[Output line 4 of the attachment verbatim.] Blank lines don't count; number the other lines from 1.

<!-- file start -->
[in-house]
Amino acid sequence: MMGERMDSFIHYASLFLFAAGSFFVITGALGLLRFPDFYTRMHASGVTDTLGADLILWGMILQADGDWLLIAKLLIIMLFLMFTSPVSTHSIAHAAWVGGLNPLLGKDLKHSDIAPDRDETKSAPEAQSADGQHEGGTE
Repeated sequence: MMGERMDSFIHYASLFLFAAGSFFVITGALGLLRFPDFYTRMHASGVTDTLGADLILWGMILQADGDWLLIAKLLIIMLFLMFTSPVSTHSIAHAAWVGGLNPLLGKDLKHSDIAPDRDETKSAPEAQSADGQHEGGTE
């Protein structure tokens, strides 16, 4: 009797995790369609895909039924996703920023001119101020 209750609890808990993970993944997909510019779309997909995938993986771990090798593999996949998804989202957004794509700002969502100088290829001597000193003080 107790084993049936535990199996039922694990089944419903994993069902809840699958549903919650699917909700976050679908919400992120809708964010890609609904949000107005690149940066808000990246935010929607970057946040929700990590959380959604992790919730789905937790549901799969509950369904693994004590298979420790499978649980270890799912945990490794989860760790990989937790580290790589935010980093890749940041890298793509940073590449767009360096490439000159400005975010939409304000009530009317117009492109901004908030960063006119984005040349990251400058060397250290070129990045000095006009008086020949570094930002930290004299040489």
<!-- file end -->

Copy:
């Protein structure tokens, strides 16, 4: 009797995790369609895909039924996703920023001119101020 209750609890808990993970993944997909510019779309997909995938993986771990090798593999996949998804989202957004794509700002969502100088290829001597000193003080 107790084993049936535990199996039922694990089944419903994993069902809840699958549903919650699917909700976050679908919400992120809708964010890609609904949000107005690149940066808000990246935010929607970057946040929700990590959380959604992790919730789905937790549901799969509950369904693994004590298979420790499978649980270890799912945990490794989860760790990989937790580290790589935010980093890749940041890298793509940073590449767009360096490439000159400005975010939409304000009530009317117009492109901004908030960063006119984005040349990251400058060397250290070129990045000095006009008086020949570094930002930290004299040489």